This story takes place between X-Men #3 and #4 (Wolverine is still in his brown and orange costume), and between issues #47 and #48 of his solo series.
A Work in Progress
Both Tyger Tiger and General Coy, mainstays of Wolverine's Madripoor setting, feature heavily in this story.
Issue #86 establishes that Cyber has a vague, psionic mutant ability, but the exact details of how it works aren't revealed.
There's a legitimately funny bit towards the end of the story where Coy and Tiger are negotiating the proper response to Cyber's incursion, all the while holding guns on each other, from the field to having coffee, to playing ping-pong.
Pun with Peter!
Upon being introduced to General Coy, Cyber proclaims himself to be shy in response.
When Tyger gives Cyber a counter-offer, he responds by saying if he wanted a counter, he'd be at a diner.
We also get the old "surely you're joking?/Don't call me Shirley" chestnut later in the story.
The Reference Section
David hangs a lampshade on Tyger Tiger's name, reciting part of the William Blake poem that inspired the name (as well as a bit of the Romper Room song).
The Best There is at What He Does
In issue #85, Wolverine is "hunting" a wolf, just trying to get close enough to touch, which recalls a similar scene with a deer in X-Men #109.
Something that will get played up a lot in future Wolverine origin stories, Wolverine suggests that the exact details of what Cyber did to Wolverine in the past have been blocked from his memory by his healing factor, because they are too painful.
As Marvel Comics Presents stories go, especially Wolverine ones, this isn't half bad. It's amazing what a difference an established writer and an artist with a distinctive style and vision can make in elevating a story (also witnessed in the preceding "Weapon X"). Given that, along with the heavy use of Wolverine's Madripoorian supporting cast, this could easily have worked as a two parter in the Wolverine solo series (cutting out most of the hallucination stuff, which just seems like padding to extend the story to the usual eight parts while giving Keith a chance to flex his artistic muscles), and would have stood out amongst the post-Claremont, pre-Hama issues.
Aside from the Keith art (which is quite nice - certainly not approaching anything like realism or even traditional comic art, but with a fun energy that fits the more darkly humorous tone of David's story), this story is notable for its introduction of Cyber. On the surface, he is yet another "previously unmentioned figure from Wolverine's past", one who is playing the 90s game of one-upsmanship (Wolverine has three adamantium claws and bones; Cyber has five claws - laced with poison - and adamantium skin!). But what helps Cyber stand out is that Wolverine is genuinely afraid of him, which enables us to see a side of Wolverine we've never really seen before (even in his early battles with Sabretooth, Wolverine never seemed terribly afraid of the villain, even if he was presented as stronger and more fierce than Wolverine). We don't get much specific explanation as to why (beyond "he beat me bad once upon a time"), nor am I even going to attempt to try to find meaning in the extended Grease/Happy Days hallucination that finds student Wolverine fighting teacher Cyber for a girl's affections beyond "Sam Keith wanted to draw that", but the important thing is that, for whatever reason, Cyber is the first foe to truly frighten Wolverine.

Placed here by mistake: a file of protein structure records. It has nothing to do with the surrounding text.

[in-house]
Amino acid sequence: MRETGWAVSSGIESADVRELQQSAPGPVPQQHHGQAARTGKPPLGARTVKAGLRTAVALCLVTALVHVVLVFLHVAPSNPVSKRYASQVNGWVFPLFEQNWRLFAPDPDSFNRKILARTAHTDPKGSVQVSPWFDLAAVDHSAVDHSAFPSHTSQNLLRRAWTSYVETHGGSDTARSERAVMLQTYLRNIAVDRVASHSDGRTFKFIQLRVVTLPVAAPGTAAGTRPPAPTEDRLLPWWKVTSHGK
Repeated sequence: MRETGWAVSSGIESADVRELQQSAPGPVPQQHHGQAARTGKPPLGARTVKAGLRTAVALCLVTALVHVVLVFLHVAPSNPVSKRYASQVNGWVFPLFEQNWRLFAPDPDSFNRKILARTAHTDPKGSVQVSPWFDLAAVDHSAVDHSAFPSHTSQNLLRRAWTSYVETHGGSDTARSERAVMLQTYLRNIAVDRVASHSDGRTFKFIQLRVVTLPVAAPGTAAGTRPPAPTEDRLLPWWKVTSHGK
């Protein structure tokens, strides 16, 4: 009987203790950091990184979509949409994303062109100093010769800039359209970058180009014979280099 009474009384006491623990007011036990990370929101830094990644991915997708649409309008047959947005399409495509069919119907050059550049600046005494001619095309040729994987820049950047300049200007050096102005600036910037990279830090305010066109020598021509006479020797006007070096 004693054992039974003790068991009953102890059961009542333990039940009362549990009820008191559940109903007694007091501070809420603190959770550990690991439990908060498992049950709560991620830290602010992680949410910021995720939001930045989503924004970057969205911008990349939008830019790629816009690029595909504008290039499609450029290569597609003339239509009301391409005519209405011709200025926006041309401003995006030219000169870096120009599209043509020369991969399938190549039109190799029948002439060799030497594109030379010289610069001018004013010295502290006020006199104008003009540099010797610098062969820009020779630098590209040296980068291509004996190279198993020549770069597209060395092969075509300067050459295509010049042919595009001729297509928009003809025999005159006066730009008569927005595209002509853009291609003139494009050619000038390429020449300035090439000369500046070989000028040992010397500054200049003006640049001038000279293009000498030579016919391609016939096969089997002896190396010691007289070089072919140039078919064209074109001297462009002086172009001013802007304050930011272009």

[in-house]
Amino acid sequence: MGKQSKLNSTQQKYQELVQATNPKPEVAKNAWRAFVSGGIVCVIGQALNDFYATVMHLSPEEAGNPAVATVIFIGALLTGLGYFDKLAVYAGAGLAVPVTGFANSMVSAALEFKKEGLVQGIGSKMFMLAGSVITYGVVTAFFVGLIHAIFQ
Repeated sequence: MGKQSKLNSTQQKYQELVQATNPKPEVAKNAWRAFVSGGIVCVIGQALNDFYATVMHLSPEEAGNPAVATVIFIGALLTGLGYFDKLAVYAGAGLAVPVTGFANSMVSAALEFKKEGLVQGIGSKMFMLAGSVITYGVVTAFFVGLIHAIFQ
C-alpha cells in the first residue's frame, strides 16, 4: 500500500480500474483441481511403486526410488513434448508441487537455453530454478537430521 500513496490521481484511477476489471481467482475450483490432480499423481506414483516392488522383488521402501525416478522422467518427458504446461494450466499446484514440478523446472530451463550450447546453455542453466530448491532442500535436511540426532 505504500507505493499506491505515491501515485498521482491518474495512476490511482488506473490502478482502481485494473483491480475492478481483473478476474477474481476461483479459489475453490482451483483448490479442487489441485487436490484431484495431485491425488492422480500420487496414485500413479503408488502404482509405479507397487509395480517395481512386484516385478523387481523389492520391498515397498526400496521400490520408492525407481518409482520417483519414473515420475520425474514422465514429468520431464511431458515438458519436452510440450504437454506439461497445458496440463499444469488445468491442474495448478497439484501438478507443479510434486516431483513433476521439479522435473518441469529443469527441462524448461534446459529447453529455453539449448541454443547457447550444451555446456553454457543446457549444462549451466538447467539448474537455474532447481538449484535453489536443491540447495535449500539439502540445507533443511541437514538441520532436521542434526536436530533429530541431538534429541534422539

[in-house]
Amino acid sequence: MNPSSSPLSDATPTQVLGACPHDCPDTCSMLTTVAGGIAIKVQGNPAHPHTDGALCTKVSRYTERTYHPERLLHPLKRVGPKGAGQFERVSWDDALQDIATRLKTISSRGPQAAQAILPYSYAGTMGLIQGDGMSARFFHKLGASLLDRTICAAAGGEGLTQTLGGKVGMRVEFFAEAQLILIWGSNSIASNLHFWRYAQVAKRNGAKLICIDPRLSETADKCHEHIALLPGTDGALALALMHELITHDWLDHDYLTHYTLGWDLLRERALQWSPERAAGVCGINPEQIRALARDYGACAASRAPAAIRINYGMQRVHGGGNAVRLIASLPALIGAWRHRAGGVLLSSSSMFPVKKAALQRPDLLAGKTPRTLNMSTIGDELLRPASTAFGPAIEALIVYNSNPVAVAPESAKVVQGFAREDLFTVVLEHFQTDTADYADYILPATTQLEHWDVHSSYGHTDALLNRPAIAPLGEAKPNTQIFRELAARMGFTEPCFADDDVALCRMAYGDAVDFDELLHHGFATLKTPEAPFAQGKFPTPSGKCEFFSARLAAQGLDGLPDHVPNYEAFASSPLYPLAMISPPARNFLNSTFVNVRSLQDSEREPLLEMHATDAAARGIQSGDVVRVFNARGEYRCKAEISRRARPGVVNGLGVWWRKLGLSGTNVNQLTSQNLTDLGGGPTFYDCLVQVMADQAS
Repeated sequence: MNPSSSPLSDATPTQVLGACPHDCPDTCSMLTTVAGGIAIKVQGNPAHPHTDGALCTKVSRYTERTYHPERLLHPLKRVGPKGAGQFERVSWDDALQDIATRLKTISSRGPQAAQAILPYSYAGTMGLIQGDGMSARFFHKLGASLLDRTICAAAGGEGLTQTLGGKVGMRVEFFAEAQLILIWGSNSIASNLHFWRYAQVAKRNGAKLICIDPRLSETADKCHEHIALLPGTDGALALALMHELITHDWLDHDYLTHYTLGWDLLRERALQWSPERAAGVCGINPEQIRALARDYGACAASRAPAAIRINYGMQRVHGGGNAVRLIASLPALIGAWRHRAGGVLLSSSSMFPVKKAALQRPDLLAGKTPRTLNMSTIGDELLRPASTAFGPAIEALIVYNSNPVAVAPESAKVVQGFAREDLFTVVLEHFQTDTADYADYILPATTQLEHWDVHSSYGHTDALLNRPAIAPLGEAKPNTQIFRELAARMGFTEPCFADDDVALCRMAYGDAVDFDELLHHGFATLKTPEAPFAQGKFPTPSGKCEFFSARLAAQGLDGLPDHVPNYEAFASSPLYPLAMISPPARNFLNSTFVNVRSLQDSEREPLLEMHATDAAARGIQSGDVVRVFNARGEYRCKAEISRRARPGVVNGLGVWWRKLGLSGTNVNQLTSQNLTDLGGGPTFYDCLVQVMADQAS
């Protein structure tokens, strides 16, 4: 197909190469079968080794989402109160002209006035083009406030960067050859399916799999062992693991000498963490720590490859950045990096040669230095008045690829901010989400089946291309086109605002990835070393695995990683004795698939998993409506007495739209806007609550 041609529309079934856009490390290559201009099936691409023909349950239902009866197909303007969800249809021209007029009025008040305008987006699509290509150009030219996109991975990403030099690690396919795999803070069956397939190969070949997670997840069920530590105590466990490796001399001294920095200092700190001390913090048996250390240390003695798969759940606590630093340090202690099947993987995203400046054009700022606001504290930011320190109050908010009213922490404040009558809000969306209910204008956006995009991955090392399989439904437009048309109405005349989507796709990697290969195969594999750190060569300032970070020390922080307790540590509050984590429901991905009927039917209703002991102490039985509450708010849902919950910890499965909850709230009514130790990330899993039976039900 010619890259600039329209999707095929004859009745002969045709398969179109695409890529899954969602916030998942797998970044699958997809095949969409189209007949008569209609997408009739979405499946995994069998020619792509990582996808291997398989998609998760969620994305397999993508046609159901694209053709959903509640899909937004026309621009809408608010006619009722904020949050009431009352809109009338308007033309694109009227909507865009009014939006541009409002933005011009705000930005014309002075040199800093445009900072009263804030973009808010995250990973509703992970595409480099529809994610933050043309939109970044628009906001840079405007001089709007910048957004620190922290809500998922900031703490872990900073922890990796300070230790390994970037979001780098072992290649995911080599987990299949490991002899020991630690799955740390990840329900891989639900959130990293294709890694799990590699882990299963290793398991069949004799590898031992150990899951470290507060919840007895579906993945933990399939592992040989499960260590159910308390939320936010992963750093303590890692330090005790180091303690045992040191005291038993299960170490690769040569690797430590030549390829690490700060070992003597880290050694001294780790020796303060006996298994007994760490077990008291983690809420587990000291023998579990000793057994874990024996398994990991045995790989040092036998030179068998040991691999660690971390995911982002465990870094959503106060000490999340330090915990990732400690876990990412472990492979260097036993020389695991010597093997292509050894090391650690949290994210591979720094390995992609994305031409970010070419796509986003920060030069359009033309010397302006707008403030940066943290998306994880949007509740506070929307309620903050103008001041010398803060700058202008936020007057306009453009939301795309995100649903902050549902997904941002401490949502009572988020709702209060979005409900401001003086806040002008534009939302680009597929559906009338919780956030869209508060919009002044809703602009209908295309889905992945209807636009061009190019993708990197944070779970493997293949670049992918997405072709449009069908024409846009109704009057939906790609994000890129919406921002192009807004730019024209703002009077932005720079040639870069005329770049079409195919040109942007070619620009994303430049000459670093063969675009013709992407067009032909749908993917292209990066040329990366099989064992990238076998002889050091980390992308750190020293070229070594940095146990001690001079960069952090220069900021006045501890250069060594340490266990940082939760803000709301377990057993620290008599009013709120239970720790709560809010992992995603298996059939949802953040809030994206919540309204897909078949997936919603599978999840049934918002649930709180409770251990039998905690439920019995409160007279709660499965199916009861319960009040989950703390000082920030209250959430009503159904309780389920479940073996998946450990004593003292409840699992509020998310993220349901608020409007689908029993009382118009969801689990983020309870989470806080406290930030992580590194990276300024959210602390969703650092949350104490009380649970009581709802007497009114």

It's not quite the artistic achievement of "Weapon X", or even as pulply-satisfying as concurrent issues of Wolverine, but as the immediate follow-up to the former story, in a title that all too often presents mundane Wolverine stories lacking any artistic verve, connection to the character's ongoing storylines, or development of his character, "Blood Hungry" is a pleasant surprise.
Next week: X-Men #3, Excalibur #45, and Wolverine #49